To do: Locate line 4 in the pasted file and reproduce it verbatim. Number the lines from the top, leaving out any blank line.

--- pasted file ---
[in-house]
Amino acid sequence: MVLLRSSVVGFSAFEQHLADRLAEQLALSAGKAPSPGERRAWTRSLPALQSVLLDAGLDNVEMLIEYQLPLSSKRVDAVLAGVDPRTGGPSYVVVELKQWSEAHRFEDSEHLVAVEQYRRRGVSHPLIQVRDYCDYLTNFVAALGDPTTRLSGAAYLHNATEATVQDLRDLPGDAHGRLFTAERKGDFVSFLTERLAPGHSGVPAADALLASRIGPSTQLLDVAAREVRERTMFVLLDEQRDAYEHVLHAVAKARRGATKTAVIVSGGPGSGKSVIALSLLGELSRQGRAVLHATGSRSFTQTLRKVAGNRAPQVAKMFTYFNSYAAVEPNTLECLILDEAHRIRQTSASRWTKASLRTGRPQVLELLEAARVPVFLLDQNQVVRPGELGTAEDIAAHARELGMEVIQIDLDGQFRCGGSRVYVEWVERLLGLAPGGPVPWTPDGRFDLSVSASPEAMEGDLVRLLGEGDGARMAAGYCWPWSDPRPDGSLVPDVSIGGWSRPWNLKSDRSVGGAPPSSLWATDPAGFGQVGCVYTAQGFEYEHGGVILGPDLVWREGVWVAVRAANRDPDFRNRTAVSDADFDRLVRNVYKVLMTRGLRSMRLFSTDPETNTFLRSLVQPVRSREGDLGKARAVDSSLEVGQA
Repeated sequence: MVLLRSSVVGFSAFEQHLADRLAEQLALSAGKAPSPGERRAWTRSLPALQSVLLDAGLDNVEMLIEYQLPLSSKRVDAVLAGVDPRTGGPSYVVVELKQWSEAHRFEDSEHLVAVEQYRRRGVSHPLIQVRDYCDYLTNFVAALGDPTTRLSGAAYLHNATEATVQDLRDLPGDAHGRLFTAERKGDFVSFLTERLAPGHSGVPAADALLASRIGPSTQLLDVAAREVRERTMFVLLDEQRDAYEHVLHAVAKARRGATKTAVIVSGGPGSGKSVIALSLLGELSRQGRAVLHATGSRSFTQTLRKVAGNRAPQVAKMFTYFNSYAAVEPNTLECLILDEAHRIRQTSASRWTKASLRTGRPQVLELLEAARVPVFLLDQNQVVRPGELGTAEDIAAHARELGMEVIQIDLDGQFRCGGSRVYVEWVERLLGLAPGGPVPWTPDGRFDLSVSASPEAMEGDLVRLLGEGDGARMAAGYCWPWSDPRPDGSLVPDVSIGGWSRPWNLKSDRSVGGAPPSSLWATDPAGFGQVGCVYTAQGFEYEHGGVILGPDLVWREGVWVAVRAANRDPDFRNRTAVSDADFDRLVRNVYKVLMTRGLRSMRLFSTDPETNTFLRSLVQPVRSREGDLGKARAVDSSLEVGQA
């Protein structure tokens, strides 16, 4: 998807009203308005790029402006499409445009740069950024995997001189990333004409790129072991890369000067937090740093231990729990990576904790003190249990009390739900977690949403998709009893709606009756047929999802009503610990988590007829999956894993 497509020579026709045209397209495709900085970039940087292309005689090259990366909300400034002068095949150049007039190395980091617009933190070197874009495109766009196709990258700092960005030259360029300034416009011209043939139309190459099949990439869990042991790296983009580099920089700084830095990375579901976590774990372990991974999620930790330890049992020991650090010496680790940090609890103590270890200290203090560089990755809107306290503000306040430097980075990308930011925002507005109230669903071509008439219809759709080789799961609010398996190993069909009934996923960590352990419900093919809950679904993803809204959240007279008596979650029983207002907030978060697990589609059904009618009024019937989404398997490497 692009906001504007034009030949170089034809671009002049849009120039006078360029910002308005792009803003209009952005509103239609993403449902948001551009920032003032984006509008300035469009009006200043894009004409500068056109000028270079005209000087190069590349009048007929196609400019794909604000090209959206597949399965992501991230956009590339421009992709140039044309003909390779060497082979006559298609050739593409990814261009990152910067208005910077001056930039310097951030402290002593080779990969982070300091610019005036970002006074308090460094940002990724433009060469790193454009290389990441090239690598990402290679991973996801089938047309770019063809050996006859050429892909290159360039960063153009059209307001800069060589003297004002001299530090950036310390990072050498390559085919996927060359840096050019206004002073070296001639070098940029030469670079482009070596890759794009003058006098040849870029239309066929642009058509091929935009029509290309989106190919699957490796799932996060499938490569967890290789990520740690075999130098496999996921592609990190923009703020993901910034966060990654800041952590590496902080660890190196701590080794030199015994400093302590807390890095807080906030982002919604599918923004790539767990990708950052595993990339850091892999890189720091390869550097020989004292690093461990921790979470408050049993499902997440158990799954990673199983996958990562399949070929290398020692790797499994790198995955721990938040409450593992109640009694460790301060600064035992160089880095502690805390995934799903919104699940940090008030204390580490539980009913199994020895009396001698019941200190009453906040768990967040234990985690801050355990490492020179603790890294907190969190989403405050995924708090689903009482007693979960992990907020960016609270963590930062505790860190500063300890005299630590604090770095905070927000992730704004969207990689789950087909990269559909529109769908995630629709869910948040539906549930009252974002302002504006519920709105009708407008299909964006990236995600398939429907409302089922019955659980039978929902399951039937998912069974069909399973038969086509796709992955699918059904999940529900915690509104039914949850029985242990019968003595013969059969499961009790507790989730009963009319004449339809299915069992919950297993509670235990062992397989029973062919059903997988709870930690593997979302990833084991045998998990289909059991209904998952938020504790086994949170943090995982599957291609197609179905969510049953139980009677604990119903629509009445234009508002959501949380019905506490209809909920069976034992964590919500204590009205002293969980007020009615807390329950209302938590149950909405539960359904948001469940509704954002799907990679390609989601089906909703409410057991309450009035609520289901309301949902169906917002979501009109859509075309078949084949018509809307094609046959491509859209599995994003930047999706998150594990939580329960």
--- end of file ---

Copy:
């Protein structure tokens, strides 16, 4: 998807009203308005790029402006499409445009740069950024995997001189990333004409790129072991890369000067937090740093231990729990990576904790003190249990009390739900977690949403998709009893709606009756047929999802009503610990988590007829999956894993 497509020579026709045209397209495709900085970039940087292309005689090259990366909300400034002068095949150049007039190395980091617009933190070197874009495109766009196709990258700092960005030259360029300034416009011209043939139309190459099949990439869990042991790296983009580099920089700084830095990375579901976590774990372990991974999620930790330890049992020991650090010496680790940090609890103590270890200290203090560089990755809107306290503000306040430097980075990308930011925002507005109230669903071509008439219809759709080789799961609010398996190993069909009934996923960590352990419900093919809950679904993803809204959240007279008596979650029983207002907030978060697990589609059904009618009024019937989404398997490497 692009906001504007034009030949170089034809671009002049849009120039006078360029910002308005792009803003209009952005509103239609993403449902948001551009920032003032984006509008300035469009009006200043894009004409500068056109000028270079005209000087190069590349009048007929196609400019794909604000090209959206597949399965992501991230956009590339421009992709140039044309003909390779060497082979006559298609050739593409990814261009990152910067208005910077001056930039310097951030402290002593080779990969982070300091610019005036970002006074308090460094940002990724433009060469790193454009290389990441090239690598990402290679991973996801089938047309770019063809050996006859050429892909290159360039960063153009059209307001800069060589003297004002001299530090950036310390990072050498390559085919996927060359840096050019206004002073070296001639070098940029030469670079482009070596890759794009003058006098040849870029239309066929642009058509091929935009029509290309989106190919699957490796799932996060499938490569967890290789990520740690075999130098496999996921592609990190923009703020993901910034966060990654800041952590590496902080660890190196701590080794030199015994400093302590807390890095807080906030982002919604599918923004790539767990990708950052595993990339850091892999890189720091390869550097020989004292690093461990921790979470408050049993499902997440158990799954990673199983996958990562399949070929290398020692790797499994790198995955721990938040409450593992109640009694460790301060600064035992160089880095502690805390995934799903919104699940940090008030204390580490539980009913199994020895009396001698019941200190009453906040768990967040234990985690801050355990490492020179603790890294907190969190989403405050995924708090689903009482007693979960992990907020960016609270963590930062505790860190500063300890005299630590604090770095905070927000992730704004969207990689789950087909990269559909529109769908995630629709869910948040539906549930009252974002302002504006519920709105009708407008299909964006990236995600398939429907409302089922019955659980039978929902399951039937998912069974069909399973038969086509796709992955699918059904999940529900915690509104039914949850029985242990019968003595013969059969499961009790507790989730009963009319004449339809299915069992919950297993509670235990062992397989029973062919059903997988709870930690593997979302990833084991045998998990289909059991209904998952938020504790086994949170943090995982599957291609197609179905969510049953139980009677604990119903629509009445234009508002959501949380019905506490209809909920069976034992964590919500204590009205002293969980007020009615807390329950209302938590149950909405539960359904948001469940509704954002799907990679390609989601089906909703409410057991309450009035609520289901309301949902169906917002979501009109859509075309078949084949018509809307094609046959491509859209599995994003930047999706998150594990939580329960």